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ANALYSIS OF ARTICLES OF CONFEDERATION.
Powers of Congress requiring the assent of 9 States, and which could not be exercised by the Committee of States.
Organize admiralty courts.
Determine boundaries between States.
Powers of Congress requiring the assent of 7 States, which could be exercised by Committee of States when Con gress was not in session.
Grant letters of marque in times of peace.
Grant equal rights to citizens of other States.
Requirements Recognize records of other States.
Levy and collect proportion of taxes.
THE GOVERNMENT UNDER THE ARTICLES OF CONFEDERATION.
MARCH 2, 1781, TO MARCH 4, 1789.
Condition at Close of War. The independence of America having been recognized in 1783, the inefficiency of the government became evident to the statesmen of the Confederacy. The greatest weakness lay in the fact that the functions of government were not performed by separate branches, but were all vested in the Congress, which, while it possessed sufficient legislative powers, had not the executive power to put them into effect. It could declare war, but possessed no means to carry it on; it could make peace, but could not compel the States to comply with the terms; it could appropriate money, but had no power to levy and collect taxes; and, finally, there was no provision for the control of the "NorthWest Territory" or for the regulation of commerce.
Attempts to Correct Articles.-Immediately upon the termination of the war, attempts were made to rectify the faults of the Articles; but these were futile, as each State turned to the advancement of its local interests and opposed any agreement to surrender, for the benefit of all, any rights which it possessed. The Confederacy was gradually disintegrating the States drawing apart from
each other. There were rumors of a division into two or more confederacies, and even a monarchy was suggested.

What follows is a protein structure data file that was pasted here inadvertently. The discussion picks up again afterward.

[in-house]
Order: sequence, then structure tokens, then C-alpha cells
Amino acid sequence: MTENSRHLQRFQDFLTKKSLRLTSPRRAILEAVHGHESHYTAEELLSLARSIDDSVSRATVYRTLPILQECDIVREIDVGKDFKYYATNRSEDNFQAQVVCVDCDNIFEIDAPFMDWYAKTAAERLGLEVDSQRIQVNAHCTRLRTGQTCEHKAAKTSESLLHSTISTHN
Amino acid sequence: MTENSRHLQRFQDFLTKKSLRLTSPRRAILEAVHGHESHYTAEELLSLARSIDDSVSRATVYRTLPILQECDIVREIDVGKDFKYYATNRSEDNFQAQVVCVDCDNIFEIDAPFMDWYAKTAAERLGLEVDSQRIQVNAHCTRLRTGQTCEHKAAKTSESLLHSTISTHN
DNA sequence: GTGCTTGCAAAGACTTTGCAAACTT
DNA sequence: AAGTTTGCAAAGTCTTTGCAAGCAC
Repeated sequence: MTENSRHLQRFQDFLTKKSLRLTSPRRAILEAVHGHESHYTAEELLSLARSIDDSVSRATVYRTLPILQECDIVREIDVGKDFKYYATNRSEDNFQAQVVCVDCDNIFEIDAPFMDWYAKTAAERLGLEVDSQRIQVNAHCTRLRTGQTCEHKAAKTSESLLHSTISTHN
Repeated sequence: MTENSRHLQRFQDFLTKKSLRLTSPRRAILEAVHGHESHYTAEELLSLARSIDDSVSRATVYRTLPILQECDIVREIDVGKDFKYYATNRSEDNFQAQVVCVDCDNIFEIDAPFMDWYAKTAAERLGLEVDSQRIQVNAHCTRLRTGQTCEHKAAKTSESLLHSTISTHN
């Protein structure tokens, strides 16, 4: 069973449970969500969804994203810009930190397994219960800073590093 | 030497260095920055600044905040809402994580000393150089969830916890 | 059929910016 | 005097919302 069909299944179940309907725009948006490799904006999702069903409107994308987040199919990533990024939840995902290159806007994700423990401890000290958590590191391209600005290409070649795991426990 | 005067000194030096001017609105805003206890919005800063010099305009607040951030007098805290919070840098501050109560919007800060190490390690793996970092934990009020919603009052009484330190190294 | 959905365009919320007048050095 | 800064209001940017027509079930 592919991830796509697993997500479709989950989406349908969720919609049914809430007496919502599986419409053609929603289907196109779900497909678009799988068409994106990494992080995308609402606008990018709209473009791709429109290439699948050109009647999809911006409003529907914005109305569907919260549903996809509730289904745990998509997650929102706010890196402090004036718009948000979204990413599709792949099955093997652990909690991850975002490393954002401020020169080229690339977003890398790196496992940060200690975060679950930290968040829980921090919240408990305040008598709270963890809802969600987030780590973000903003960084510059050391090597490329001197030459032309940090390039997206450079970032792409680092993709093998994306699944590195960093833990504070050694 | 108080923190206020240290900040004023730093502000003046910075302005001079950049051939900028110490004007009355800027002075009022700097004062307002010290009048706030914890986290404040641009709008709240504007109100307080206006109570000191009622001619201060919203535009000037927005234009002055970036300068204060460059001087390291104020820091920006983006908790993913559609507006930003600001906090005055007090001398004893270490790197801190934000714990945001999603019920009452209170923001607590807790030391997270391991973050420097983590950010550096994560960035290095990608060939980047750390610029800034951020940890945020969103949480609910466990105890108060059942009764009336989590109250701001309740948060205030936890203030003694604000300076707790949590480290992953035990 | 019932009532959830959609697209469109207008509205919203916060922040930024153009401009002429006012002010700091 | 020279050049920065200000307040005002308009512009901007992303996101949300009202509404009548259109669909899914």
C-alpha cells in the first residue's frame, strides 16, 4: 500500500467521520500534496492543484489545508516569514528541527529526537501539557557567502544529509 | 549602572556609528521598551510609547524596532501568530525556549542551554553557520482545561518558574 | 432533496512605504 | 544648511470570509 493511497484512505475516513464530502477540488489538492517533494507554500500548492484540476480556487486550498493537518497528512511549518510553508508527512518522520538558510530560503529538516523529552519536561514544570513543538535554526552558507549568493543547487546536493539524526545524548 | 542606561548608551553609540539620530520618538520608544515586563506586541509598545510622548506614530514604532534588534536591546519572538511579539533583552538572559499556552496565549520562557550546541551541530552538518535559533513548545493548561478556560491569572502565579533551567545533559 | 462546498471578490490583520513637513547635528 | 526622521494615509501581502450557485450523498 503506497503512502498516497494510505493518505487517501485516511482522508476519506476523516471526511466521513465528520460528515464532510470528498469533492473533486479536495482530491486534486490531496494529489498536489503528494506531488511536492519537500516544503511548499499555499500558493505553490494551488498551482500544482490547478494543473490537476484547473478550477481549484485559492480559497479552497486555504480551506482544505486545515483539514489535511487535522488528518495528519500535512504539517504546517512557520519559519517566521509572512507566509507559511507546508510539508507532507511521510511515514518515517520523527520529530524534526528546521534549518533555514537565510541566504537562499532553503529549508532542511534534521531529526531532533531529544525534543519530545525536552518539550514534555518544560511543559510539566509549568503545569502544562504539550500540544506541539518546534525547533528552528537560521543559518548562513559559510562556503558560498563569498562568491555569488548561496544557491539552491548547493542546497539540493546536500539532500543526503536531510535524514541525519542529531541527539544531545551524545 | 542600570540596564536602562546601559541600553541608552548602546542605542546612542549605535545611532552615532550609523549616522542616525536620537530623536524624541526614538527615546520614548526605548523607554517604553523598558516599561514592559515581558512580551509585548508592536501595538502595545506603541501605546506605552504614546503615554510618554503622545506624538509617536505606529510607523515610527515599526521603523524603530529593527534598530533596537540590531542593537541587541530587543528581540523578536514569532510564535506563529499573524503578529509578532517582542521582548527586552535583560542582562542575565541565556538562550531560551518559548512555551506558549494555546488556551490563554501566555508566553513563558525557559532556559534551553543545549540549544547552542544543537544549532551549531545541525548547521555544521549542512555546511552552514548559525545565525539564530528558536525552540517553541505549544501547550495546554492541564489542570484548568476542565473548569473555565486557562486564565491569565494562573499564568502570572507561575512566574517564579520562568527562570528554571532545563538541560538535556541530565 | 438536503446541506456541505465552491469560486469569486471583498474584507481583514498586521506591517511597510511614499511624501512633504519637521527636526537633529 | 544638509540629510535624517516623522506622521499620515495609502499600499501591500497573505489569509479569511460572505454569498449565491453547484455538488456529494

The Public Lands. One thing, however, tended to hold the Union together the ownership of the public lands. Any State withdrawing from the Confederacy would lose its interest in the Western Territory, whose great resources were then beginning to be realized. Besides this, Congress in its struggle to maintain the credit of the nation had sold portions of this land to meet the public debt.
Commerce. The recognized necessity of uniform commercial relations was, however, the immediate cause of the strengthening of the union. The lack of power in Congress to regulate trade had left the States to act separately in this important matter. The result was a great variance in the laws, and commerce became so demoralized that the Virginia Legislature called upon the other States to send delegates to a convention at Annapolis in September, 1786, to see if some plan could not be devised for the establishment of a uniform system of trade regulations among all the States.
Annapolis Convention.-At the convention which met in response to this appeal, delegates from only five States were in attendance, and the object for which it was called was not attained. But the discussions which were held disclosed the fact that the weakness of the government was generally recognized, and led to a resolution suggesting a convention of delegates from all the States "to devise such further provisions as might appear necessary to render the constitution of the Federal Government adequate to the exigencies of the Union."
Constitutional Convention.-After considerable delay
Congress adopted the suggestion and issued a call to the States to send delegates to a convention to meet at Philadelphia, May 14, 1787. It was not, however, until the end of May that the convention was formally opened, but from that time the delegates from the twelve States represented (Rhode Island having failed to send a delegation) were in continuous session until September 17, 1787, when they completed the scheme of government which is known as the Constitution of the United States.
THE STATE GOVERNMENTS.
Colonial Governments; Provincial.-Colonial governments are usually divided into three classes: Provincial (Royal or Crown), Proprietary and Charter. New Hampshire, New York, New Jersey, Virginia, the Carolinas and Georgia had Provincial Governments. They possessed no charters or grants, but were under the control of royal governors, whose only limitations were their commissions and the will of the crown, who appointed and removed them at pleasure. There was also a council appointed by the crown or governor, which aided the governor in his duties and formed the upper house of the colonial legislature. The governor was also authorized to summon an assembly, chosen by the people of the colony, which formed the lower house of the legislature. These two legislative houses had the right to make laws concerning local matters, but their acts could be vetoed by the governor and annulled by the crown. The governor, as the royal representative, possessed exceptional powers. He could remove members of the council and prorogue, or dissolve, the assembly and order another election.
Proprietary.-Maryland, Pennsylvania and Delaware had Proprietary Governments; that is, the rights of local government were granted by the crown to a certain indi